You also have a number of site-specific pieces, from Kevin Gray’s sculpture with a shovel freestanding in salt to Jo Shane’s Escape Mechanism 2 (Observation Deck). It sounds like you gave the artists room to experiment.
GC: Jo Shane is someone who had this massive idea during our studio visit and it even changed once she got to the gallery. She adjusted her work to the space in a completely different way. Her piece includes this big parachute, which she was going to put on the ground, but instead, she hung it from the ceiling, draped on this sky background. She ended up securing this one little area of That That to create her own environment that you could get in and underneath.
CM: Her piece is one of my favorites for sure. There’s this military vibe with that parachute. She also has these holographic postcards that go with the installation, which show the Twin Towers getting hit by planes. She said to me, “What if everyone in the towers had parachutes?” It’s also about parachuting into this crazy world we’re living in.
GC: When we went to her studio initially, she said, “I have all these collages, but really I’ve been thinking about this.” And she showed us a drawing and photo of this installation. I was like, “That’s badass. If you think you can pull it off, do it.” She did and made it even better than she initially thought herself. Now she’s working on another parachute piece for a show. It’s become a new thing for her.
While Shane’s piece certainly exemplifies the sense of dread that runs through the show, other works point to lighter moments. Did you want to make sure it wasn’t all doom and gloom?
CM: Yeah. It’s pretty funny because all the artists have very fun and positive vibes, but the work is emotional in many ways. There’s such a range of artists and work. We even did a piece together under the name Thomas Carter. That’s our middle names put together. Everyone was like, “You have to put something in the show,” but we weren’t sure if we wanted to do that.
GC: We share a studio in New York and have similar taste and humor. We’re talking about everything all the time. So with the piece, we were listening to the song “The Safety Dance” when setting up so we named it after that. It’s one of those animal friendly traps in which you catch and release animals through a back gate.
CM: We stuffed it with one of those scarecrow owls with some red and blue lights, a bottle of Corona, surfboard fins and Christmas lights. We had a surfboard leash hanging off of it.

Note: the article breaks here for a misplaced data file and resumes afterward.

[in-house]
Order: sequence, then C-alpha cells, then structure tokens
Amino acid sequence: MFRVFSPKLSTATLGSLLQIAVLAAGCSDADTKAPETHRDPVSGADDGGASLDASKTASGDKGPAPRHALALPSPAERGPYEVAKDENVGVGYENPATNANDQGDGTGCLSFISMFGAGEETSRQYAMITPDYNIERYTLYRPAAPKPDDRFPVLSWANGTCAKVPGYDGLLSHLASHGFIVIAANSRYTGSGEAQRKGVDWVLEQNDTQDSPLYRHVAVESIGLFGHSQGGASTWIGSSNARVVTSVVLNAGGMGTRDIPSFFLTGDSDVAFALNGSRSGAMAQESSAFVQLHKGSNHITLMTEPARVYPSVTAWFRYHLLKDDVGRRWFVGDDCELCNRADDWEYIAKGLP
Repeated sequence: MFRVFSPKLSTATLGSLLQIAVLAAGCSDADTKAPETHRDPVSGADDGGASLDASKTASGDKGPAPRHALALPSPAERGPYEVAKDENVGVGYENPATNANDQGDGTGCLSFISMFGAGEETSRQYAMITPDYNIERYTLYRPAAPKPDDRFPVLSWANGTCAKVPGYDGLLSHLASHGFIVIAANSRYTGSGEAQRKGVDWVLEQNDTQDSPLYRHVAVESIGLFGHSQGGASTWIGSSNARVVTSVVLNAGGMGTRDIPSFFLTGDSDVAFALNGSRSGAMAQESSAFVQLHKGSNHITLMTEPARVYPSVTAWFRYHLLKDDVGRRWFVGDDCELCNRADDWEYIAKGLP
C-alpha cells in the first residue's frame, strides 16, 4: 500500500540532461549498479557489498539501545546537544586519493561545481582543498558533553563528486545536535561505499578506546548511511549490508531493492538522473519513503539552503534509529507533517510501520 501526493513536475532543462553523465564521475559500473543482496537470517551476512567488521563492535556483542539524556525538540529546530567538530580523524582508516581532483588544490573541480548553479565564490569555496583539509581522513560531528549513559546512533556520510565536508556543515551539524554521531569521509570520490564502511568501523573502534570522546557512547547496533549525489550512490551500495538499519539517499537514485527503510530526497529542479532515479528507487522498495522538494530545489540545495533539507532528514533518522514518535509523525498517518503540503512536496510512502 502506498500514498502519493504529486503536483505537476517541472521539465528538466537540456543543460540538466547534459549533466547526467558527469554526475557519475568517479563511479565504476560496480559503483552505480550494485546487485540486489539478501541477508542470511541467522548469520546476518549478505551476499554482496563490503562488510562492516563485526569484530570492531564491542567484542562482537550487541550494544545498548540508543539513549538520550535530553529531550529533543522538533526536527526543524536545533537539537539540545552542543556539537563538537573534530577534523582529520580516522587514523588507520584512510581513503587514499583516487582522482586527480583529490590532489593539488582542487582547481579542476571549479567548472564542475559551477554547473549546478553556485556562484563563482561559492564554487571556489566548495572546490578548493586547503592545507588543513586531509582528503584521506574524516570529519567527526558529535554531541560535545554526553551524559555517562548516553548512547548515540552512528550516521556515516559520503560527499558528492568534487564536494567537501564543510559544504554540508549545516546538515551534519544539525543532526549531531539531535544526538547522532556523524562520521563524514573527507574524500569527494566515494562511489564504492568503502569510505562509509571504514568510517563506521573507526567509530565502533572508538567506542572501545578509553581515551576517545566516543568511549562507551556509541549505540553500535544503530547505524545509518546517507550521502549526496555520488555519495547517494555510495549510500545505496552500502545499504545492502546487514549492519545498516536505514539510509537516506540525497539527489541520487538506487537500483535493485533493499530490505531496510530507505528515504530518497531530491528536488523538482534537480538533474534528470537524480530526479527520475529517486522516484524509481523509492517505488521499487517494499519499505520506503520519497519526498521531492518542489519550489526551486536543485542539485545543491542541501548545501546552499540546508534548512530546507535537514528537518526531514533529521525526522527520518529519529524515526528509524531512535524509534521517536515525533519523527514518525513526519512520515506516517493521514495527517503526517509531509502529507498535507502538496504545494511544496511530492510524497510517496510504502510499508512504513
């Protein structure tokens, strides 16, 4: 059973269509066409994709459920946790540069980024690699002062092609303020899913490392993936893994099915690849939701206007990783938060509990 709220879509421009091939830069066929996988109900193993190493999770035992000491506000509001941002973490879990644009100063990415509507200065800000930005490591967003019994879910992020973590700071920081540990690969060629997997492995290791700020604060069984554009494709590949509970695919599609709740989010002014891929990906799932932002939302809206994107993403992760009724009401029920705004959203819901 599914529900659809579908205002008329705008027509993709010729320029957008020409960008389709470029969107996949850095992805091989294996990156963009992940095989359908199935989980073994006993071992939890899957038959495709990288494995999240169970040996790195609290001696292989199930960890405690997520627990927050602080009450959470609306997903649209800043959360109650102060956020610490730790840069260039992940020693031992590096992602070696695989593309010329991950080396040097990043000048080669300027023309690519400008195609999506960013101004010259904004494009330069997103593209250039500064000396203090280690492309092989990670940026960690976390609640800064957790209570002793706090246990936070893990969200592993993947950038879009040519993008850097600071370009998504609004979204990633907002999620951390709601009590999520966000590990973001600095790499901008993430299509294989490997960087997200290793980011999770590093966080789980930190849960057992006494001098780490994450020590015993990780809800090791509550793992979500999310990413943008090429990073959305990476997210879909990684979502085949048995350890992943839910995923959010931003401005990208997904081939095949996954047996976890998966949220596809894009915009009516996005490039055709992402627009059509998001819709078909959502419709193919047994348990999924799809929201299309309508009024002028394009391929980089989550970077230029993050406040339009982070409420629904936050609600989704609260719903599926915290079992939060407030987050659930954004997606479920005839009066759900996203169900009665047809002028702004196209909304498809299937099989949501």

GC: It was if a raccoon got trapped and thought, “Fuck it. I’ll make this place my own.” People were asking, “Who made this?” We’d say, “Thomas Carter. He’s from Arizona.” [Laughs]
CM: That was pretty funny and it felt good to put some comedy in the show.
Do you plan on doing more shows in the future?
GC: This was the first time we did something of this magnitude, quality and range of people. And it was so positive. The best part of curating the exhibition was the studio visits–meeting these artists we may not have met before. Maybe we saw a photo on their website or portfolio, but in the studio, we got to discover what other materials they work with and about their studio practice. We got to chat with them not just about the art, but life. I want to do more and keep pushing it. When I see art that I like and people that I respect, I think how cool it would be to work with them in some way.
It seems like you’re really interested in bringing people together–not just the artists, but also viewers–around the art. Was that part of the impetus in curating the show?
GC: It’s something to get excited about. I find if I look too much on social media or the news, I get bummed. Look beyond the surface of the scrolling that everyone is so fixated with these days. I like the silent interaction when the viewers look at a specific piece or take in the whole show. Maybe they’re not necessarily into art, but they come to support. You change their mind or open their eyes to something they weren’t expecting.
CM: Even the cops came to the show. They tried to shut down the opening. They ran in all freaked out with their guns blazing basically. Once they looked around, they walked in like, “Oh sorry, what’s going on in here?” They weren’t expecting an art show.
GC: The neighborhood the gallery is in is changing. It didn’t used to be the best. It’s very industrial. The cops came in like a SWAT team like ten deep, thinking they were going to a dogfight or something. Within three minutes of meeting Sam in the back, they started walking around and having a laugh at the end.
CM: It really put the icing on the cake. The cops even came to the dumpster fire.